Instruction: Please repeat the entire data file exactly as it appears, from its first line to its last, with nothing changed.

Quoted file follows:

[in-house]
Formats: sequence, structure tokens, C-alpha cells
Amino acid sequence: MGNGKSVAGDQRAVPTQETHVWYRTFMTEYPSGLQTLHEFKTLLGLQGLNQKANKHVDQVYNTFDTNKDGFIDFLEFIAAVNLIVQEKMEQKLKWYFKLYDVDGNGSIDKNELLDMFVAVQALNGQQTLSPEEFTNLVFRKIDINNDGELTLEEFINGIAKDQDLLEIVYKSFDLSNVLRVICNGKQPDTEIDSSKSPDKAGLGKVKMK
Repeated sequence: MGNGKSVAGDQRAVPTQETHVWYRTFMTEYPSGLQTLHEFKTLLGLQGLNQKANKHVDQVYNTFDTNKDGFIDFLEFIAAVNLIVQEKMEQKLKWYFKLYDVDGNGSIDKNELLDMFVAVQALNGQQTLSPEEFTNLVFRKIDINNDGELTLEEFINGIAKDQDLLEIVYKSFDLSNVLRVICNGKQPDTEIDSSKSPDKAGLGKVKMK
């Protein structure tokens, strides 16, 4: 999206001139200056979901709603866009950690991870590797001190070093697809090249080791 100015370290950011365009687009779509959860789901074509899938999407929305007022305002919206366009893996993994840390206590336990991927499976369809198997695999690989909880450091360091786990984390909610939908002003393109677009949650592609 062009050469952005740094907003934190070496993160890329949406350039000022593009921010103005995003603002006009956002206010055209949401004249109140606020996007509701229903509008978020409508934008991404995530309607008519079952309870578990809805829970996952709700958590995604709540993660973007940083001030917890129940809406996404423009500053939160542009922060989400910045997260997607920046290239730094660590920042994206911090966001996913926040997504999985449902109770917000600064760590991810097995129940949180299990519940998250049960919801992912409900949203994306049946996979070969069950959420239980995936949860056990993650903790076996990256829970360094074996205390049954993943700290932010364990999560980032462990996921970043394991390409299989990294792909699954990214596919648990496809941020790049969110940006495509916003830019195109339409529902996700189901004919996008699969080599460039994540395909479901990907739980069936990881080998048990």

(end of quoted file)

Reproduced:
[in-house]
Formats: sequence, structure tokens, C-alpha cells
Amino acid sequence: MGNGKSVAGDQRAVPTQETHVWYRTFMTEYPSGLQTLHEFKTLLGLQGLNQKANKHVDQVYNTFDTNKDGFIDFLEFIAAVNLIVQEKMEQKLKWYFKLYDVDGNGSIDKNELLDMFVAVQALNGQQTLSPEEFTNLVFRKIDINNDGELTLEEFINGIAKDQDLLEIVYKSFDLSNVLRVICNGKQPDTEIDSSKSPDKAGLGKVKMK
Repeated sequence: MGNGKSVAGDQRAVPTQETHVWYRTFMTEYPSGLQTLHEFKTLLGLQGLNQKANKHVDQVYNTFDTNKDGFIDFLEFIAAVNLIVQEKMEQKLKWYFKLYDVDGNGSIDKNELLDMFVAVQALNGQQTLSPEEFTNLVFRKIDINNDGELTLEEFINGIAKDQDLLEIVYKSFDLSNVLRVICNGKQPDTEIDSSKSPDKAGLGKVKMK
């Protein structure tokens, strides 16, 4: 999206001139200056979901709603866009950690991870590797001190070093697809090249080791 100015370290950011365009687009779509959860789901074509899938999407929305007022305002919206366009893996993994840390206590336990991927499976369809198997695999690989909880450091360091786990984390909610939908002003393109677009949650592609 062009050469952005740094907003934190070496993160890329949406350039000022593009921010103005995003603002006009956002206010055209949401004249109140606020996007509701229903509008978020409508934008991404995530309607008519079952309870578990809805829970996952709700958590995604709540993660973007940083001030917890129940809406996404423009500053939160542009922060989400910045997260997607920046290239730094660590920042994206911090966001996913926040997504999985449902109770917000600064760590991810097995129940949180299990519940998250049960919801992912409900949203994306049946996979070969069950959420239980995936949860056990993650903790076996990256829970360094074996205390049954993943700290932010364990999560980032462990996921970043394991390409299989990294792909699954990214596919648990496809941020790049969110940006495509916003830019195109339409529902996700189901004919996008699969080599460039994540395909479901990907739980069936990881080998048990």